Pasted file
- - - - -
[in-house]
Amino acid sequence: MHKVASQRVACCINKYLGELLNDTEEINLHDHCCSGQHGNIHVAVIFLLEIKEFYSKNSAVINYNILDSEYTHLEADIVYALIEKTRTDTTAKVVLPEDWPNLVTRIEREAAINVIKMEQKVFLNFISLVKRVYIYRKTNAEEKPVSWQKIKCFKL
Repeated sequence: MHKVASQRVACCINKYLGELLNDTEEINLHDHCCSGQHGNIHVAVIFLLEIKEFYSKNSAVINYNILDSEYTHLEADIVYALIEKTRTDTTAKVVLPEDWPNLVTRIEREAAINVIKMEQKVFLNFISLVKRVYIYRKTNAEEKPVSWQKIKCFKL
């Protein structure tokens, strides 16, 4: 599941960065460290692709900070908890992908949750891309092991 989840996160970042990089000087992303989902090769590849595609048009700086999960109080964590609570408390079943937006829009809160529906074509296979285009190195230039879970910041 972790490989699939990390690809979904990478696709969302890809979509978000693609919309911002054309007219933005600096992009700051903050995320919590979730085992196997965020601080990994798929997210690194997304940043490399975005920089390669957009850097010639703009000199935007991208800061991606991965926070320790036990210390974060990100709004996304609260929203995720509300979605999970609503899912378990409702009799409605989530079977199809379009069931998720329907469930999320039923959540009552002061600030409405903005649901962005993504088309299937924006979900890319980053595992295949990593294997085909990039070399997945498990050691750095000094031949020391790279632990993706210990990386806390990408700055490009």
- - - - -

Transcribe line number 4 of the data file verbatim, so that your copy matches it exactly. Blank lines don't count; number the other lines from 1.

């Protein structure tokens, strides 16, 4: 599941960065460290692709900070908890992908949750891309092991 989840996160970042990089000087992303989902090769590849595609048009700086999960109080964590609570408390079943937006829009809160529906074509296979285009190195230039879970910041 972790490989699939990390690809979904990478696709969302890809979509978000693609919309911002054309007219933005600096992009700051903050995320919590979730085992196997965020601080990994798929997210690194997304940043490399975005920089390669957009850097010639703009000199935007991208800061991606991965926070320790036990210390974060990100709004996304609260929203995720509300979605999970609503899912378990409702009799409605989530079977199809379009069931998720329907469930999320039923959540009552002061600030409405903005649901962005993504088309299937924006979900890319980053595992295949990593294997085909990039070399997945498990050691750095000094031949020391790279632990993706210990990386806390990408700055490009």